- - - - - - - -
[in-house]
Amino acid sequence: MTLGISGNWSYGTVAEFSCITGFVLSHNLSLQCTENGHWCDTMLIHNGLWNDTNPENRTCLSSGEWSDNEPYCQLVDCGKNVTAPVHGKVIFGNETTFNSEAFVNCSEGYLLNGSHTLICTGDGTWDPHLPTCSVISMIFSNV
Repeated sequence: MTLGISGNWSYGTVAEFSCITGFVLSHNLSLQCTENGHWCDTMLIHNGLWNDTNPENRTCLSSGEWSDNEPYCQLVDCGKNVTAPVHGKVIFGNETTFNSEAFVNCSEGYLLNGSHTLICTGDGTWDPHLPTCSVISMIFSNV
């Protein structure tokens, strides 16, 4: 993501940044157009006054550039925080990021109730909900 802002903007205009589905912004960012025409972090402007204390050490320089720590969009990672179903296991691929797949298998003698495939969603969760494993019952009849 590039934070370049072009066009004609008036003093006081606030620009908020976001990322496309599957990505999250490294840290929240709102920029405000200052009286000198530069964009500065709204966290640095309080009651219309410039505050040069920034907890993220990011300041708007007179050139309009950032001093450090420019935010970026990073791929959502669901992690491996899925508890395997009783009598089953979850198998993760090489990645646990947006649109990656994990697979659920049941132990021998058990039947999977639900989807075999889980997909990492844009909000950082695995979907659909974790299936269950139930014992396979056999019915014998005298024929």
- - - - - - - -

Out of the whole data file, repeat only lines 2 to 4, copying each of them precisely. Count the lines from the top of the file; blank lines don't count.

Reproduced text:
Amino acid sequence: MTLGISGNWSYGTVAEFSCITGFVLSHNLSLQCTENGHWCDTMLIHNGLWNDTNPENRTCLSSGEWSDNEPYCQLVDCGKNVTAPVHGKVIFGNETTFNSEAFVNCSEGYLLNGSHTLICTGDGTWDPHLPTCSVISMIFSNV
Repeated sequence: MTLGISGNWSYGTVAEFSCITGFVLSHNLSLQCTENGHWCDTMLIHNGLWNDTNPENRTCLSSGEWSDNEPYCQLVDCGKNVTAPVHGKVIFGNETTFNSEAFVNCSEGYLLNGSHTLICTGDGTWDPHLPTCSVISMIFSNV
């Protein structure tokens, strides 16, 4: 993501940044157009006054550039925080990021109730909900 802002903007205009589905912004960012025409972090402007204390050490320089720590969009990672179903296991691929797949298998003698495939969603969760494993019952009849 590039934070370049072009066009004609008036003093006081606030620009908020976001990322496309599957990505999250490294840290929240709102920029405000200052009286000198530069964009500065709204966290640095309080009651219309410039505050040069920034907890993220990011300041708007007179050139309009950032001093450090420019935010970026990073791929959502669901992690491996899925508890395997009783009598089953979850198998993760090489990645646990947006649109990656994990697979659920049941132990021998058990039947999977639900989807075999889980997909990492844009909000950082695995979907659909974790299936269950139930014992396979056999019915014998005298024929």